This paper contributes to the recent debate on the interrelationship between law and imperialism by presenting a new model for understanding courtroom interactions. Specifically, I argue that courtroom interactions should be understood as ritualized spaces in which the realities of day-to-day power-relations in empires are temporarily suspended and potentially renegotiated. The adoption of legal vocabularies by provincial populations is neither assimilation nor resistance, but rather an attempt to engage in a dialogue with imperial powers on terms that favor the provincials themselves. Drawing on papyri, monumental inscriptions, and literary texts, I argue that in Rome’s eastern provinces the government had no monopoly over legal texts or knowledge, a condition which provincials exploited through a process of selectively invoking and monumentalizing select legal texts, and forgetting others. Through a case study of how provincial populations generate and adopt ideas of the rule of law and how they deploy these concepts to influence and control Roman governors, this paper concludes that an approach to law as a ritual practice opens up new avenues for understanding the power dynamics of empires.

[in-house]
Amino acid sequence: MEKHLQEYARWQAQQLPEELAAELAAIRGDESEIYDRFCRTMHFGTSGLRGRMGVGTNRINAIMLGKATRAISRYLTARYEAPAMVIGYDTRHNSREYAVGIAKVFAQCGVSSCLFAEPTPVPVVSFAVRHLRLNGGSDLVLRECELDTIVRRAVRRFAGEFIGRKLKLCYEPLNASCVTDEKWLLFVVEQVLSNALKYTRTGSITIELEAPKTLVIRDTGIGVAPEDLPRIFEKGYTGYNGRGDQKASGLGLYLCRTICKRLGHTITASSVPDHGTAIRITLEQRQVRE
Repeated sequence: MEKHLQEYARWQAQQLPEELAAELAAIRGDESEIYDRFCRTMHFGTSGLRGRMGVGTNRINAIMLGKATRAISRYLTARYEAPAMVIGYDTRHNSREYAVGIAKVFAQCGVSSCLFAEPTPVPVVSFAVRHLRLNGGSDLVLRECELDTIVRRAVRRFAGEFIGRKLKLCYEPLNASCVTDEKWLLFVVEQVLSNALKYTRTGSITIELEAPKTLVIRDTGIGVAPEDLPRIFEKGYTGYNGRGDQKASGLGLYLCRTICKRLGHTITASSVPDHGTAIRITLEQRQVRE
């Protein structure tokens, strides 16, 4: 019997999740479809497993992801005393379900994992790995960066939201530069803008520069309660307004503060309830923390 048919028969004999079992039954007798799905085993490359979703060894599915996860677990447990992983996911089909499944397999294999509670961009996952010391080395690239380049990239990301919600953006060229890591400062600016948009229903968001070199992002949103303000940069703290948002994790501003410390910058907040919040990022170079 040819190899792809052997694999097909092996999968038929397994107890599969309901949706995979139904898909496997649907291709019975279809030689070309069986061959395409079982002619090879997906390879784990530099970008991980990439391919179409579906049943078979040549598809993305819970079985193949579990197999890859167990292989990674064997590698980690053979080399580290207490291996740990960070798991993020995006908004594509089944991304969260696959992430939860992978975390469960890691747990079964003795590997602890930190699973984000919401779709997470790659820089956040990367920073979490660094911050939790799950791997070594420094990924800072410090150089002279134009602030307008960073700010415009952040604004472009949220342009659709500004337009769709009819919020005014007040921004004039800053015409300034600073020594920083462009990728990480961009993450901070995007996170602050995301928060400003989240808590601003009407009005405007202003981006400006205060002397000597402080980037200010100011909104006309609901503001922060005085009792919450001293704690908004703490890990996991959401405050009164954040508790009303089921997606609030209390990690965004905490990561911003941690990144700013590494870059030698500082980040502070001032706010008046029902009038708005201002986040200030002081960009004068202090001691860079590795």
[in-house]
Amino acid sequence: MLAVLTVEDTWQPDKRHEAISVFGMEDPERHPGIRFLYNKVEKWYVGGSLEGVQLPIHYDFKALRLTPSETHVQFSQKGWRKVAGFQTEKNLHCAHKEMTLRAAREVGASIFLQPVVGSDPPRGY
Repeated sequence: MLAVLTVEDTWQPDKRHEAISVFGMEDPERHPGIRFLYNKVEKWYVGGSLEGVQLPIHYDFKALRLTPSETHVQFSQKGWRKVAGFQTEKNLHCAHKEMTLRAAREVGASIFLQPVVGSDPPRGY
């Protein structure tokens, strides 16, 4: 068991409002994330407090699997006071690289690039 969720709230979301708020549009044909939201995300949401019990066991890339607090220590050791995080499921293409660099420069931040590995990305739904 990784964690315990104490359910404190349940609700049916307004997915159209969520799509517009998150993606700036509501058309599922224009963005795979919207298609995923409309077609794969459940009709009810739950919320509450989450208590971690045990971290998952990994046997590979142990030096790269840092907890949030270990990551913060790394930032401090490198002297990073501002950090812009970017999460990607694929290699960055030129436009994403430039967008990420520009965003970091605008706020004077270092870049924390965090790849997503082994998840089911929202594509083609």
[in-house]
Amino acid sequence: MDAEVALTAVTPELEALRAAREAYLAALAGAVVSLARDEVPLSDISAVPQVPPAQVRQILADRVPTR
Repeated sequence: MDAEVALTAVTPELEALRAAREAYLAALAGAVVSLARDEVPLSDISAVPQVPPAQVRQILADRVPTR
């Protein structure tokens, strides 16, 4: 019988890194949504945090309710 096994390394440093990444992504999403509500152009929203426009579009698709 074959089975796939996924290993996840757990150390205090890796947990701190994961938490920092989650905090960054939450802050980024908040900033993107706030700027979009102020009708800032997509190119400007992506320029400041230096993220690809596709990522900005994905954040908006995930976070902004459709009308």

Zionist Settlers and the English Private Trust in Mandate Palestine, by Adam S. Hofri-Winogradow